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Introduction

Dr.Narayana Swamy Ramaiah


Assoc.Prof, Dept of Electrical and
Computer Engineering,
Arba Minch University
1.1 Computer Security Concepts
• A definition of computer security
– The NIST computer security handbook[NIST95]
defines the term computer security as follows.

“The protection afforded to an automated information system in


order to attain the applicable objectives of preserving the integrity,
availability, and confidentiality of information system resources
(includes hardware, software, firmware, information/data, and
telecommunications) ”.
confidentiality
• Term covers two related concepts
– Data confidentiality: assures that private or
confidential information is not made available or
disclosed to unauthorized individuals.
– Privacy: assures that individuals control or
influence what information related to them may
be collected and stored and by whom and to
whom that information may be disclosed.
Integrity and availability
• Integrity: this term covers two related concepts
– Data integrity: assures that information and programs
are changed only in a specified and authorized
manner.
– System Integrity: assures that a system performs its
intended function in an unimpaired manner, free from
deliberate or inadvertent unauthorized manipulation
of the system.
• Availability: assures that system work promptly
and service is not denied to authorized users.
Challenges of computer security
• Security is not as simple as it might first appear to the novice. The requirements Seem to be
straightforward; indeed, most of the major requirements for security services can be given self-
explanatory, one-word labels: confidentiality, authentication, nonrepudiation, or integrity. But
the mechanisms used to meet those requirements can be quite complex, and understanding
them may involve rather subtle reasoning.
• In developing a particular security mechanism or algorithm, one must always consider
potential attacks on those security features. In many cases, successful attacks are designed by
looking at the problem in a completely different way, therefore exploiting an unexpected
weakness in the mechanism.
• Because of point 2, the procedures used to provide particular services are often
counterintuitive. Typically, a security mechanism is complex, and it is not obvious from the
statement of a particular requirement that such elaborate measures Are needed. It is only when
the various aspects of the threat are considered that elaborate security mechanisms make
sense.
• Having designed various security mechanisms, it is necessary to decide where to use them.
This is true both in terms of physical placement (e.g., at what points in a network are certain
security mechanisms needed) and in a logical sense (e.g., at what layer or layers of an
architecture such as TCP/IP [Transmission Control Protocol/Internet Protocol] should
mechanisms be placed).
• Security mechanisms typically involve more than a particular algorithm or protocol. They
also require that participants be in possession of some secret information (e.g., an
encryption key), which raises questions about the creation, distribution, and protection of
that secret information. There also may be a reliance on communications protocols whose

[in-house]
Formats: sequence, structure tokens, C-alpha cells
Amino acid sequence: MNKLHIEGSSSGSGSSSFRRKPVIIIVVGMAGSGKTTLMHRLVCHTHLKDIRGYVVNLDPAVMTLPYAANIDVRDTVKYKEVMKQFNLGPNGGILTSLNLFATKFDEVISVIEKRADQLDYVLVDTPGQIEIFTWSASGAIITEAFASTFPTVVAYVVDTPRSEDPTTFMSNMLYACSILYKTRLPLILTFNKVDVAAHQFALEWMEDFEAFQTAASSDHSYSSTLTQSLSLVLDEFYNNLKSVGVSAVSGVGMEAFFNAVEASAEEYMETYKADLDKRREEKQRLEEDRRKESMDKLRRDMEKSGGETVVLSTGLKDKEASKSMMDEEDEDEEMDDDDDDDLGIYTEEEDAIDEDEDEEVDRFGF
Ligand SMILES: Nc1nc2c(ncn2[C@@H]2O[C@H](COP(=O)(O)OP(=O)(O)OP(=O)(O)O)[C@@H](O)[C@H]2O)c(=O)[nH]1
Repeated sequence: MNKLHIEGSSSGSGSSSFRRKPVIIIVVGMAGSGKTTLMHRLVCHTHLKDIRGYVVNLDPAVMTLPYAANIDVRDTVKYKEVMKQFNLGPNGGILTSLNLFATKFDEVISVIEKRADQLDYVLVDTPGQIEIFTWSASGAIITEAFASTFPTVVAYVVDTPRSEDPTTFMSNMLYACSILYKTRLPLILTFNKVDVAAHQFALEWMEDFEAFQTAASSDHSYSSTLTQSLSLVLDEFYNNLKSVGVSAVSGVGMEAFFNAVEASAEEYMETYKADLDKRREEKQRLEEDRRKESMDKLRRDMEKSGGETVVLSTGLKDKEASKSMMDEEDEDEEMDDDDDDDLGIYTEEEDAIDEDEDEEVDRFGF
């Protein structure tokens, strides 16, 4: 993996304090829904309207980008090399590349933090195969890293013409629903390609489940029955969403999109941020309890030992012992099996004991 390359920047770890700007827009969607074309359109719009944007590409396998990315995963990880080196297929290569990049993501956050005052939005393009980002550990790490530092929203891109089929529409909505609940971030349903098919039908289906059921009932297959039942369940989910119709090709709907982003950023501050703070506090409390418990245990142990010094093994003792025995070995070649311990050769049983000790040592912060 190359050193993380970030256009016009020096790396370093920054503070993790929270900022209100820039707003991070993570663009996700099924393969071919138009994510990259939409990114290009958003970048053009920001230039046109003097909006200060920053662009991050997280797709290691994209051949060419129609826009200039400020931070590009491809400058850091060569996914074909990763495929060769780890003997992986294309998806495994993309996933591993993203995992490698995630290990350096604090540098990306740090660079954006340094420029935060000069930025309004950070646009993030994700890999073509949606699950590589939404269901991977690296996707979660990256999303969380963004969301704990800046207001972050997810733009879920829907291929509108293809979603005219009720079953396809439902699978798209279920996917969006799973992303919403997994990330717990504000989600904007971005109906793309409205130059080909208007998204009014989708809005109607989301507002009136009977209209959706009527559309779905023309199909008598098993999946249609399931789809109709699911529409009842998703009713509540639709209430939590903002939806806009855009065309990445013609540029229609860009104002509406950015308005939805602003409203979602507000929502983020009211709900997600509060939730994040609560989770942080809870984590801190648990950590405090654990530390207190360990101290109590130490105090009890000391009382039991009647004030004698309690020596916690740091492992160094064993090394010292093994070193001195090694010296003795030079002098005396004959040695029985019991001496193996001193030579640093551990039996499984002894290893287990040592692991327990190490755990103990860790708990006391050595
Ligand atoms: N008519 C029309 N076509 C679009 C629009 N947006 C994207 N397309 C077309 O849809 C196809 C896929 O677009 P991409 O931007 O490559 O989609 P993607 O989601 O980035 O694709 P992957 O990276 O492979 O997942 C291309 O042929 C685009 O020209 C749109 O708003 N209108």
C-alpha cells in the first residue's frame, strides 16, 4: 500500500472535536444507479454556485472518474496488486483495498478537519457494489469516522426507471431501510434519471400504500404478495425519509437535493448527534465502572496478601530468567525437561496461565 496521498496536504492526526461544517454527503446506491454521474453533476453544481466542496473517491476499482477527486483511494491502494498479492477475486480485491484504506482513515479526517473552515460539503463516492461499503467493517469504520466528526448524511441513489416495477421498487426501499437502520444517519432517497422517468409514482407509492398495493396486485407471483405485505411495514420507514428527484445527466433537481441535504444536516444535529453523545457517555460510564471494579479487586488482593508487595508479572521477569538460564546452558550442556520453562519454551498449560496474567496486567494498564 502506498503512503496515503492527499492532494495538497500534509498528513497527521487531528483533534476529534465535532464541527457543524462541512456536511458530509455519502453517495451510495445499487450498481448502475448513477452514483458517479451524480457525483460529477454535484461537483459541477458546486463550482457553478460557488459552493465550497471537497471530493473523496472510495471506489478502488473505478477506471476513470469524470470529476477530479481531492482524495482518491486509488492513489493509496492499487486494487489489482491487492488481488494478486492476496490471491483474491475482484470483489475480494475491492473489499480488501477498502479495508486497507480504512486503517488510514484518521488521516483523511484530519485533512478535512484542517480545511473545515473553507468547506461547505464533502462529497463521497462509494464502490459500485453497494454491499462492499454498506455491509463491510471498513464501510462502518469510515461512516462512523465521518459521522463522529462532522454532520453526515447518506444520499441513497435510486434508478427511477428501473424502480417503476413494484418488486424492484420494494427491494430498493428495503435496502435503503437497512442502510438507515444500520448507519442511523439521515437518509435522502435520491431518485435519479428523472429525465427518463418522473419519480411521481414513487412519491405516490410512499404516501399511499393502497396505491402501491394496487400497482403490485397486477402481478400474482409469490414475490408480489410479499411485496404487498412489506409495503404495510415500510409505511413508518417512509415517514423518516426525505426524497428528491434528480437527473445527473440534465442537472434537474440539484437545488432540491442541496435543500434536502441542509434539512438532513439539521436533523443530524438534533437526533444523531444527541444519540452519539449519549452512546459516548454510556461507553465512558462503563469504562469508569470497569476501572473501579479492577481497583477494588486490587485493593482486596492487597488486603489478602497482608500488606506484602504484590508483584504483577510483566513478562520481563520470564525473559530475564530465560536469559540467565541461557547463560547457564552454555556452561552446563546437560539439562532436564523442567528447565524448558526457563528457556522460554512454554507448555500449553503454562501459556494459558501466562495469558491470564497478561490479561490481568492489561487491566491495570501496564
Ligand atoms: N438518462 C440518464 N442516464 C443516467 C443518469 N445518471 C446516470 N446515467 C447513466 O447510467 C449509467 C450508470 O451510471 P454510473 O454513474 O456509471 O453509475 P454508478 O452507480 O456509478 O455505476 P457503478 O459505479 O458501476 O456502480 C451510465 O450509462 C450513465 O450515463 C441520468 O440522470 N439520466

behaviour may complicate the task of developing the security mechanism. For example, if the
proper functioning of the security mechanism requires setting time limits on the transit time
of a message from sender to receiver, then any protocol or network that introduces variable,
unpredictable delays may render such time limits meaningless.
• Computer and network security is essentially a battle of wits between a perpetrator who
tries to find holes and the designer or administrator who tries to close them. The great
advantage that the attacker has is that he or she need only find a single weakness, while the
designer must find and eliminate all weaknesses to achieve perfect security.
• There is a natural tendency on the part of users and system managers to perceive little
benefit from security investment until a security failure occurs.
• Security requires regular, even constant, monitoring, and this is difficult in today’s short-
term, overloaded environment.
• Security is still too often an afterthought to be incorporated into a system after the design
is complete rather than being an integral part of the design process.
• Many users and even security administrators view strong security as an impediment to
efficient and user-friendly operation of an information system or use of information.
The OSI Security Architecture
• ITU-T recommends X.800, Security Architecture for OSI.
• The OSI Security Architecture is useful to managers as a way of organizing
the task of providing security.
• Vendors have developed security features for their products and services
that relates to this structured definition of services and mechanisms.
• OSI security architecture focuses on security attacks, mechanisms and
services
– Security attack : Any action that compromises the security of information owned by an
organization.
– Security Mechanism: A process (or a device incorporating such a process) that is
designed to detect , prevent or recover from a security attack.
– Security service: A processing or communication service that enhances the security of
the data processing systems and information transfers of an organization. The services
are intended to counter security attacks, and they make use of one or more security
mechanisms to provide service.